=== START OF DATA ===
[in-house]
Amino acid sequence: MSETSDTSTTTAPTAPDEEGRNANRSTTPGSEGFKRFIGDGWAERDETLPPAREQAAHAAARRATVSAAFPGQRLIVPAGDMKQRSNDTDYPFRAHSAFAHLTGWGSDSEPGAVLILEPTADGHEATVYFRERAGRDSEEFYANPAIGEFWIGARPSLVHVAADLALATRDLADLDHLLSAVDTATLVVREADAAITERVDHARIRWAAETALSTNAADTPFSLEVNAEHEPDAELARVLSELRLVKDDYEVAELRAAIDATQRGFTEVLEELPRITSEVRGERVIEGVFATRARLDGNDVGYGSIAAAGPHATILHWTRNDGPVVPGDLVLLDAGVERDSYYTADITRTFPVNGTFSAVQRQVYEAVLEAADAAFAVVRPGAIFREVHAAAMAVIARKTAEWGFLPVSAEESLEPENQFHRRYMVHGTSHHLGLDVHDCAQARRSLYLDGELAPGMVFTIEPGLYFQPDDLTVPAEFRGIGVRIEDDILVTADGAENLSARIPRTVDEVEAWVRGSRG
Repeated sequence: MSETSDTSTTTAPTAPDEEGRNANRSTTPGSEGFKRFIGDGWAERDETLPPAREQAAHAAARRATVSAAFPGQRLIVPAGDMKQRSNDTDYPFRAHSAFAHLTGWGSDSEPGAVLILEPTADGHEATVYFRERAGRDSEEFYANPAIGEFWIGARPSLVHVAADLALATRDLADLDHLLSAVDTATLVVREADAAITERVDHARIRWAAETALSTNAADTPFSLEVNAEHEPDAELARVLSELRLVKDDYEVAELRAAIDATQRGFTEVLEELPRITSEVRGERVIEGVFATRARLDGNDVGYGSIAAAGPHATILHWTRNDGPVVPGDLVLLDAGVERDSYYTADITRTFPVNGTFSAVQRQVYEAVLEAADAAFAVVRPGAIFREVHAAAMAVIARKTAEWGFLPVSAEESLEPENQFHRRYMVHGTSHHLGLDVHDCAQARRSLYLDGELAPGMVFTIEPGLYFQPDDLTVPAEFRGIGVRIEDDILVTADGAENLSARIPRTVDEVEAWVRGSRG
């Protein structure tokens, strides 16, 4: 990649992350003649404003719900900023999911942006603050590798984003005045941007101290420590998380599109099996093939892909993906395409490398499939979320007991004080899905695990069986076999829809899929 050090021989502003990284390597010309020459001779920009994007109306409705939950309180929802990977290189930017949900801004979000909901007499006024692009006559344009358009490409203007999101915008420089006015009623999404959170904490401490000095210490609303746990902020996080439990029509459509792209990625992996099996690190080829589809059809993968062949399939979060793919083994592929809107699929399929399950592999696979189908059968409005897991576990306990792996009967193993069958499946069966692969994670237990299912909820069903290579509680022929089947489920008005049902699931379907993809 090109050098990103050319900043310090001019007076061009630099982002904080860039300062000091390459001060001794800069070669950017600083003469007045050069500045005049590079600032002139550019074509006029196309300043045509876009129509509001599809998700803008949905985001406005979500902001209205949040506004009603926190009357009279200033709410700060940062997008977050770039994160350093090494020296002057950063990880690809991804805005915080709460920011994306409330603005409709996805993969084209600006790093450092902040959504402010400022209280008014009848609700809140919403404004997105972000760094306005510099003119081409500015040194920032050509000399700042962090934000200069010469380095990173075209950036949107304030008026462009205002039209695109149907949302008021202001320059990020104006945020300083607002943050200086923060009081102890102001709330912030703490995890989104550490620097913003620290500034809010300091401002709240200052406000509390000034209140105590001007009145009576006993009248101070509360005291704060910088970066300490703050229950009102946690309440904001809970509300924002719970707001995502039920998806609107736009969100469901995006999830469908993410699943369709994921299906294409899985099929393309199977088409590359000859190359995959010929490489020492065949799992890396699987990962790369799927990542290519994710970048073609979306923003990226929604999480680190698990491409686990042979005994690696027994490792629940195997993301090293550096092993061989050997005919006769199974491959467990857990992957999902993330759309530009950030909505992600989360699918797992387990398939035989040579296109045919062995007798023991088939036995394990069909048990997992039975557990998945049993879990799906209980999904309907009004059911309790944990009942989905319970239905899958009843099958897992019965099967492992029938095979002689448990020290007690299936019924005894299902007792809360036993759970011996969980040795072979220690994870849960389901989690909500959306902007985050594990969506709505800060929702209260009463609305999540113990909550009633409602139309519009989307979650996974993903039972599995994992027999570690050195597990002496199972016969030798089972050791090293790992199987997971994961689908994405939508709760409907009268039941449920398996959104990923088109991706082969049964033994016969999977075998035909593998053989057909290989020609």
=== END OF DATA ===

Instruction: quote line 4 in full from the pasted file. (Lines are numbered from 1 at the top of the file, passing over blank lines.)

């Protein structure tokens, strides 16, 4: 990649992350003649404003719900900023999911942006603050590798984003005045941007101290420590998380599109099996093939892909993906395409490398499939979320007991004080899905695990069986076999829809899929 050090021989502003990284390597010309020459001779920009994007109306409705939950309180929802990977290189930017949900801004979000909901007499006024692009006559344009358009490409203007999101915008420089006015009623999404959170904490401490000095210490609303746990902020996080439990029509459509792209990625992996099996690190080829589809059809993968062949399939979060793919083994592929809107699929399929399950592999696979189908059968409005897991576990306990792996009967193993069958499946069966692969994670237990299912909820069903290579509680022929089947489920008005049902699931379907993809 090109050098990103050319900043310090001019007076061009630099982002904080860039300062000091390459001060001794800069070669950017600083003469007045050069500045005049590079600032002139550019074509006029196309300043045509876009129509509001599809998700803008949905985001406005979500902001209205949040506004009603926190009357009279200033709410700060940062997008977050770039994160350093090494020296002057950063990880690809991804805005915080709460920011994306409330603005409709996805993969084209600006790093450092902040959504402010400022209280008014009848609700809140919403404004997105972000760094306005510099003119081409500015040194920032050509000399700042962090934000200069010469380095990173075209950036949107304030008026462009205002039209695109149907949302008021202001320059990020104006945020300083607002943050200086923060009081102890102001709330912030703490995890989104550490620097913003620290500034809010300091401002709240200052406000509390000034209140105590001007009145009576006993009248101070509360005291704060910088970066300490703050229950009102946690309440904001809970509300924002719970707001995502039920998806609107736009969100469901995006999830469908993410699943369709994921299906294409899985099929393309199977088409590359000859190359995959010929490489020492065949799992890396699987990962790369799927990542290519994710970048073609979306923003990226929604999480680190698990491409686990042979005994690696027994490792629940195997993301090293550096092993061989050997005919006769199974491959467990857990992957999902993330759309530009950030909505992600989360699918797992387990398939035989040579296109045919062995007798023991088939036995394990069909048990997992039975557990998945049993879990799906209980999904309907009004059911309790944990009942989905319970239905899958009843099958897992019965099967492992029938095979002689448990020290007690299936019924005894299902007792809360036993759970011996969980040795072979220690994870849960389901989690909500959306902007985050594990969506709505800060929702209260009463609305999540113990909550009633409602139309519009989307979650996974993903039972599995994992027999570690050195597990002496199972016969030798089972050791090293790992199987997971994961689908994405939508709760409907009268039941449920398996959104990923088109991706082969049964033994016969999977075998035909593998053989057909290989020609």